ORDER ON MOTION TO SUPPRESS
WILLIAM R. STOKES JUSTICE
before the court is the Defendant's Motion to Suppress
the fruits of a search conducted pursuant to a warrant dated
June 11, 2018. The Defendant has been charged with operating
under the influence in violation of 29-A M.R.S. §2411
alleged to have been committed on June 3, 2018. The
Defendant's motion to suppress is dated October 2, 2018
and asserts that the warrant was not supported by probable
cause. A non-testimonial hearing was held on November 5,
2018, and the court took the matter under advisement. The
parties agree that the court's review is limited to the
"four corners" of the affidavit.
affiant, Trooper Connor Willard of the Maine State Police,
recited in his affidavit in support of the warrant that he
was dispatched to the scene of a single vehicle crash into a
tree on June 3, 2018 at 1557 hours (3:57 p.m.). The trooper
arrived at the crash scene at 1608 hours (4:08 p.m.) and
found a grey 4-door Chevrolet truck that had veered off the
right side of the road and struck a large tree. Rescue
personnel were already at the scene. The trooper did not
observe any skid marks. The driver was the only occupant of
the vehicle and was eventually identified as the Defendant.
front doors of the vehicle had to be removed in order to
extract the Defendant. While Trooper Willard was standing
behind the driver's door he overheard a rescue worker ask
the Defendant "if he had had anything to drink
today." Trooper Willard reported in his affidavit that
"[t]he driver mentioned to the rescue worker that he had
a few earlier."
Defendant was life-flighted to Central Maine Medical Center
(CMMC) in Lewiston. Officer Keith Couette went to the
hospital and spoke to the Defendant, who stated that "he
did not think he was in the right state of mind due to the
crash to give consent for a blood draw." Based on the
affidavit, the trooper sought a warrant to obtain the results
of the toxicology reports from the blood drawn from the
Defendant on June 3, 2018, presumably at the hospital, as
well as the whole blood sample draw at CMMC.
reviewing a magistrate's determination of probable cause
does not, and should not, make a de novo
determination. Rather, deference must be accorded to the
magistrate's finding of probable cause. State v.
Coffin, 2003 ME 83, ¶ 4, 828 A.2d 208. The
court's inquiry is limited to whether there is a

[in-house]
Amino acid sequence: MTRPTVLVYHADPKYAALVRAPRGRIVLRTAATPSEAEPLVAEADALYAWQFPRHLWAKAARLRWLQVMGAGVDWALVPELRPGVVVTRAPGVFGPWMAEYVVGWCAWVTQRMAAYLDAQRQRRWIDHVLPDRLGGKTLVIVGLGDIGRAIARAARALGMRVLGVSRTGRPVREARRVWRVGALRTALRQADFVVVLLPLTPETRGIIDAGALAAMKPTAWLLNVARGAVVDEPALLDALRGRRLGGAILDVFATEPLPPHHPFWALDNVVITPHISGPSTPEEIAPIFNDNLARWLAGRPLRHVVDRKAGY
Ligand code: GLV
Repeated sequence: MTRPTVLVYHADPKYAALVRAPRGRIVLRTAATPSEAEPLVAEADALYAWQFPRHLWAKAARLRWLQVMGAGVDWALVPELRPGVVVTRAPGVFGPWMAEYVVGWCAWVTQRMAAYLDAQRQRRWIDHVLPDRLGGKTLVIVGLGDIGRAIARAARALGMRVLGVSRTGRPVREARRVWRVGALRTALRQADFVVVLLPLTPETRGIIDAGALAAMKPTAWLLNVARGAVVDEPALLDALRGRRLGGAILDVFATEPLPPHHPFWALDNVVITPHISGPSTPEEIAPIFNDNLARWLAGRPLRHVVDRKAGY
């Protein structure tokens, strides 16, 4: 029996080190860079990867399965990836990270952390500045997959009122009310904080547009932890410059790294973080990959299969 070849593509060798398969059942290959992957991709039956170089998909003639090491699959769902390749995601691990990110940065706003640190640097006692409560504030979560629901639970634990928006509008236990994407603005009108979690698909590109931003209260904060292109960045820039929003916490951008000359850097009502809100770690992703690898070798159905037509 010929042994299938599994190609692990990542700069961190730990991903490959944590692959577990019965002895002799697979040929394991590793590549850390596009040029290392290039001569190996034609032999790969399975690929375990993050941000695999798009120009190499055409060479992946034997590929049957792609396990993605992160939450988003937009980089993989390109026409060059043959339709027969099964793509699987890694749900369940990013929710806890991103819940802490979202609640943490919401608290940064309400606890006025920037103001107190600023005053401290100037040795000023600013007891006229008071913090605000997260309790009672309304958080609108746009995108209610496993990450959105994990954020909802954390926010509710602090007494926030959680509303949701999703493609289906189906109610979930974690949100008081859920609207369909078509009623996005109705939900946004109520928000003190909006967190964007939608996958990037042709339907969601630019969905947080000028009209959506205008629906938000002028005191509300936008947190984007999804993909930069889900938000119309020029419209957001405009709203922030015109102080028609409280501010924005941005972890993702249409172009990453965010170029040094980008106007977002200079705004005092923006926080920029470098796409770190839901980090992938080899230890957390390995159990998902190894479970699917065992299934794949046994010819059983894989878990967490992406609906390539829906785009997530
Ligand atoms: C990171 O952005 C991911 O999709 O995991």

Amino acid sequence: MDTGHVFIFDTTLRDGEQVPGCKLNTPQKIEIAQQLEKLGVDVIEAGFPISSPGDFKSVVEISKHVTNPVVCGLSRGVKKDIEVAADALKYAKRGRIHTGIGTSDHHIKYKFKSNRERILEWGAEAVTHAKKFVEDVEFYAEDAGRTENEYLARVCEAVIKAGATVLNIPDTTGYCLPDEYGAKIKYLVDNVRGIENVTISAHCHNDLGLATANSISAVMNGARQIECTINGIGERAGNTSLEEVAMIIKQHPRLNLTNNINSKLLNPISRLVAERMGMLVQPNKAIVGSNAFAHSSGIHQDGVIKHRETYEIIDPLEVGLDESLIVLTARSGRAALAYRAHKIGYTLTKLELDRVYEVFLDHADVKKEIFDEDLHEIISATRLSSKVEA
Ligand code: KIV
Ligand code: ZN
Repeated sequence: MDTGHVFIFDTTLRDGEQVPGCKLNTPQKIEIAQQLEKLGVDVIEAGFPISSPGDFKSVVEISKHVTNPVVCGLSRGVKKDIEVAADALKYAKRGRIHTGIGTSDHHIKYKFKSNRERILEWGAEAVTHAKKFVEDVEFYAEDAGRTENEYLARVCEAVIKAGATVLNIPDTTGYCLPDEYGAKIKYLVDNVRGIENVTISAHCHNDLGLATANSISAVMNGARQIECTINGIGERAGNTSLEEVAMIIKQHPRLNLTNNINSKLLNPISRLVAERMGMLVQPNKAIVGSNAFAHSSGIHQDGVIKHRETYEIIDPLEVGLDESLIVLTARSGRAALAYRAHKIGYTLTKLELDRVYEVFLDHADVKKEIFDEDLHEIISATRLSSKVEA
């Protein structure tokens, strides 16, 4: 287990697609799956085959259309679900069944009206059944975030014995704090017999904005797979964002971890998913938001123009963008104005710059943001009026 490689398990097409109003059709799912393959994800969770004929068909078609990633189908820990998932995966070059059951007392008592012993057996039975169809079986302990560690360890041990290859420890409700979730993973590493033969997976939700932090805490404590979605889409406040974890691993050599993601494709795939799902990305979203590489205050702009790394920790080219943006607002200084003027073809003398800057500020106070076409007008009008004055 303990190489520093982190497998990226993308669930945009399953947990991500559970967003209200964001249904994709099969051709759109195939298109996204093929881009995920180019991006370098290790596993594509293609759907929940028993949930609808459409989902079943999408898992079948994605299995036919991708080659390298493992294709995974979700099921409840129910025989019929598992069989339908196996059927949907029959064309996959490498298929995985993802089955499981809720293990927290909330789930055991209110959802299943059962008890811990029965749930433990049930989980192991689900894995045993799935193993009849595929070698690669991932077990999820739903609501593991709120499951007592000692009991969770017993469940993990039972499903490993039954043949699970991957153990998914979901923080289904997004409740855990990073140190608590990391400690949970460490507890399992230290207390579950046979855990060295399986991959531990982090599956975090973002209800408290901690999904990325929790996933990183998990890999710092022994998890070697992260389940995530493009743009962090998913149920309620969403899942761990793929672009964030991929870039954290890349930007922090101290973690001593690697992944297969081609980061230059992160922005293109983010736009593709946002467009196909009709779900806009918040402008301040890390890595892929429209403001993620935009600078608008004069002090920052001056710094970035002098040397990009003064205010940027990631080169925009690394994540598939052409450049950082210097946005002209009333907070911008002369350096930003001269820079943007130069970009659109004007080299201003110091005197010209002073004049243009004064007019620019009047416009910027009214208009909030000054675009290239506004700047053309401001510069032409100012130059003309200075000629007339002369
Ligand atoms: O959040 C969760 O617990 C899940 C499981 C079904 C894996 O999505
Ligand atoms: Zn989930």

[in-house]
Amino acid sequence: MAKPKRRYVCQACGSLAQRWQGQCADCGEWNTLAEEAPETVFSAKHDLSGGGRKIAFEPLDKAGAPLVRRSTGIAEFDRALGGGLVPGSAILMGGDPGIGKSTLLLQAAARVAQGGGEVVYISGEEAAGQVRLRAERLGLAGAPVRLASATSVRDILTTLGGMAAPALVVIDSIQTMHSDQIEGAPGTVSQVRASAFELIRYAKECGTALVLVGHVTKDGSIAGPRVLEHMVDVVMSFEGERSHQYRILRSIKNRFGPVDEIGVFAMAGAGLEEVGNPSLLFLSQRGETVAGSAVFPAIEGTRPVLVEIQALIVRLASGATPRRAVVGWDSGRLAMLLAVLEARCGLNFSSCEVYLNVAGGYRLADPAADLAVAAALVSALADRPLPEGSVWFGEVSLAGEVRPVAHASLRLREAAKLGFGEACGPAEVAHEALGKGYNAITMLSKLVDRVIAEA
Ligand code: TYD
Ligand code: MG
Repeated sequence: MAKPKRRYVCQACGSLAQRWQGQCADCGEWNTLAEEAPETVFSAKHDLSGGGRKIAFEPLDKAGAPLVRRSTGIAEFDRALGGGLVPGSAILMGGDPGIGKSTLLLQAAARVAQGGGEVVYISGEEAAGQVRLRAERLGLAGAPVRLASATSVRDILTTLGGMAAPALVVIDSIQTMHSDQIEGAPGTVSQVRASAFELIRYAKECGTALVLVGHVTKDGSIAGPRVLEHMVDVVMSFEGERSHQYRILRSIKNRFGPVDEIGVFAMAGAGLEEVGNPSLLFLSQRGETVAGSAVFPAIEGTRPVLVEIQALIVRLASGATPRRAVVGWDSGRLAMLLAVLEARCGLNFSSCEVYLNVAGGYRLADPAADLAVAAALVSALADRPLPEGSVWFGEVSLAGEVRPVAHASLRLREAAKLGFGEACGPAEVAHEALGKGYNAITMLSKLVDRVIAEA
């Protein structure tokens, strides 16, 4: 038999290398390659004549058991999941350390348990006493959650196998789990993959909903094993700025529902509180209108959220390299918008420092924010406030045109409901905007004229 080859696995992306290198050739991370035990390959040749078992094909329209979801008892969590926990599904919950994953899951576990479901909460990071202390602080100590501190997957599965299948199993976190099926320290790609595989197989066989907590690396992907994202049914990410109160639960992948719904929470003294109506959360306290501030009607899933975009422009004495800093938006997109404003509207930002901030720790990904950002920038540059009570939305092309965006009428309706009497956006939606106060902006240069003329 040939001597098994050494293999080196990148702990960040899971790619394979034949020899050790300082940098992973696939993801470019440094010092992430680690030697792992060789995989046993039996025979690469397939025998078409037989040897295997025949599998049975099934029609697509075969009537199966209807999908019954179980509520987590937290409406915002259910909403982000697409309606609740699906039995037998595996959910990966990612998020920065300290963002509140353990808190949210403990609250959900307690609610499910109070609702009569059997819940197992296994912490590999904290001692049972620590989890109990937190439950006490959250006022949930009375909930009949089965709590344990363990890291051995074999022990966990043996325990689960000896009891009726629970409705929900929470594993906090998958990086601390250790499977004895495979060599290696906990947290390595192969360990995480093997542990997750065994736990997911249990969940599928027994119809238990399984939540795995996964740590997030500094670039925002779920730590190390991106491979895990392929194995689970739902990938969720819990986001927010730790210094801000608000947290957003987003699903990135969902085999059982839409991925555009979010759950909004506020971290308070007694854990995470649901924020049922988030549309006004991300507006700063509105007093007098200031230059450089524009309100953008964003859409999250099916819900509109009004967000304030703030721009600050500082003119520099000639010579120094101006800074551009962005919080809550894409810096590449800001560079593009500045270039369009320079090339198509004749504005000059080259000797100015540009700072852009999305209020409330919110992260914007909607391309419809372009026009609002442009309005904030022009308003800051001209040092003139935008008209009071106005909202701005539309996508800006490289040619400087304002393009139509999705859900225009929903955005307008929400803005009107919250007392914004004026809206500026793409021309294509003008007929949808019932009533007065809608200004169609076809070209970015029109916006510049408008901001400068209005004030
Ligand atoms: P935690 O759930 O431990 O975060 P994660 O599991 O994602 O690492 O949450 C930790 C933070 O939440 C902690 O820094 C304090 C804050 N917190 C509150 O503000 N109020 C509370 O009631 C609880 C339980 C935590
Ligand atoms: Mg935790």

"substantial basis" for the finding of probable
cause. State v. Johndro, 2013 ME 106, ¶ 9, 82
A.3d 820. The affidavit must be given a "positive"
not a "grudging" reading and it must be reviewed
"with all reasonable inferences that may be drawn to
support the magistrate's determination." See
State v. Crowley, 1998 ME 187, ¶ 3, 714 A.2d 834;
State v. Higgins, 2002 ME 77, ¶ 20, 796 A.2d
50. The test for probable cause is limited to the "four
corners" of the affidavit. State v. Thornton,
414 A.2d 229, 233 (Me. 1980).
"substantial basis" test calls upon the magistrate
to "make a practical, common-sense decision whether,
given all the circumstances set forth in the affidavit before
him, including the 'veracity' and 'basis of
knowledge' of persons supplying hearsay information,
there is a fair probability that contraband or evidence of a
crime will be found in a particular place."
Johndro, 2013 ME 106, ¶ 10 (quoting
Illinois v. Gates, 462 U.S. 213, 238 (1983)). The
affidavit is to be reviewed in a "common sense and
realistic fashion....Technical requirements of elaborate
specificity once exacted under common law pleadings have no
proper place in this area." State v. Lutz, 553
A.2d 657, 659 (Me. 1989) (quoting United States v.
Ventresca, 380 U.S. 102, 109 (1965)).
State v. Palmer, 2018 ME 108, ¶ 10, 190 A.3d
1009, the Law Court stated that in the context of an OUI
investigation, "[i]nformation that contributes to a
finding of probable cause includes the suspect's
responsibility for a motor vehicle collision and 'an
admission by the driver that he had consumed
alcohol.'" Quoting Turner v. Sec'y of
State, 2011 ME 22, ¶ 11, 12 A.3d 1188. The Court
further remarked that a collision that had no
"apparently benign explanation," when coupled with
the driver's admission that he had consumed alcohol prior
to the crash, was sufficient to support a finding of probable
court's view, this case is controlled by and is virtually
on all-fours with Palmer. The Defendant here went
off the road sometime prior to 4:00 p.m. on June 3, 2018 for
no apparent reason and crashed head-on into a large tree. He
was overheard saying to rescue personnel that he had consumed
a "few" drinks earlier. This information was
sufficient for the issuing magistrate to conclude that there
was a fair probability that the evidence being sought
constituted evidence of a crime, to wit,
operating under the influence.
Motion to Suppress dated October 2, 2018 is DENIED.